The “People’s Convoy” that’s been parked in Hagerstown for weeks will finally leave the Washington region alone, Zachary Petrizzo reported for the Daily Beast Sunday night. Its numbers had dwindled, authorities mostly prevented them from causing any substantial havoc in DC itself, and it was never clear what they hoped to accomplish besides annoying area residents. Locals flipped them off on the highway, yelled at them to go home, and in one case brought an expedition into DC to a crawl by using only a single bicycle. As they got more frustrated with their directionless protest, some convoy participants reportedly got violent; others complained that by closing exits on the highway, authorities were causing them to pee in their pants.
Amanda Moore researches the far right in the US and spent a year undercover in MAGA world. As a DC resident, she says she had little choice but to pay attention to this trucker convoy, which she covers on her Twitter account and via her Substack: “It’s literally inconveniencing my life,” she says. “If this trucker convoy was in Los Angeles or Houston, I probably wouldn’t have spent too much time watching it. But like, I walk out of my office and I run into one of these dipshits.”
Washingtonian spoke to Moore about what the convoy might have wanted—it now claims to be headed back to California to oppose legislation there—and how its vague plans went awry. Here are a few lessons we gleaned:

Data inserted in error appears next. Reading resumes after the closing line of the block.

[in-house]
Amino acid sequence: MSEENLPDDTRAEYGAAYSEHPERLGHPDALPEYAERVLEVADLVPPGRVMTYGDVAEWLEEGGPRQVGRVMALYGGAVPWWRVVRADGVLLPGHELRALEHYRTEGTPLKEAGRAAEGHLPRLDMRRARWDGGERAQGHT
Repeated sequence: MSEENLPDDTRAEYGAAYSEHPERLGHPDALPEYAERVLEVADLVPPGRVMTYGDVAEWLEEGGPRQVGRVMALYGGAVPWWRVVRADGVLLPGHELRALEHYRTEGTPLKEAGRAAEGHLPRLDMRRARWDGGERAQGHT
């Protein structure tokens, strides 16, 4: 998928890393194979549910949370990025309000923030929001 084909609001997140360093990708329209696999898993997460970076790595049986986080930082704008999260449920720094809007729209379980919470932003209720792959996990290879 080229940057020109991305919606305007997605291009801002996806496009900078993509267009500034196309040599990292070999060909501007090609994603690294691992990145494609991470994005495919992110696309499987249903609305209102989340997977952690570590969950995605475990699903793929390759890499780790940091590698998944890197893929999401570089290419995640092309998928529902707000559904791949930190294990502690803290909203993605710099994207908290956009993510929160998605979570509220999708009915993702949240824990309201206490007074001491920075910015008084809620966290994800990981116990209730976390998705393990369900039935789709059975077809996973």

The protests weren’t as important as the community they built
The Hagerstown Speedway became a mini-village of anti-government protesters during the convoy’s residency. Jared Holt, a resident fellow at the Atlantic Council’s Digital Forensic Research Lab who studies the far right, called it a “a sort of Gathering of the Juggalos for grandparents and uncles who’ve had their brains turned to taffy by Facebook.” Moore describes it as “like going to Coachella, but awful” and says that based on her own observations, which involved watching hours of livestreams the convoy people blasted out, “there’s a lot of people in that community whose political beliefs made them quite lonely within their own family unit.”
Still, cracks appeared. People became restless at making drives to DC each day, and sporadic cold and wet weather didn’t help their worsening moods. “They didn’t sign up to be at the Hagerstown protest,” she says. “They signed up to be at the DC protest.” Organizers insisted all along that the convoy wouldn’t go into DC, but many wanted to spend more time in town to make their points—whatever those were—and to do a little sightseeing. On livestreams, “some of the days are just people, like, walking around the cherry blossoms.”
They thought DC area residents were evil. Or brainwashed. Or maybe both
Convoy members’ initial dismay at not being welcomed by DC-area residents hardened into harebrained ideas about conducting “citizen’s arrests” or reclaiming Black Lives Matter Plaza. “I’ve heard ‘These people are evil.’ ‘These people are brainwashed,'” Moore says. “If anybody looks at them wrong, they’re like, Oh, this person is a federal agent or this person is Antifa, as if the only people who can not want you honking as you drive through a residential neighborhood are Antifa activists, right?” The film The Manchurian Candidate wouldn’t have made any sense from a plot perspective, Washingtonian ventured to Moore, if brainwashed people could also be evil. “That’s the tagline of the whole convoy,” she replied. “It doesn’t make any sense from a plot perspective.”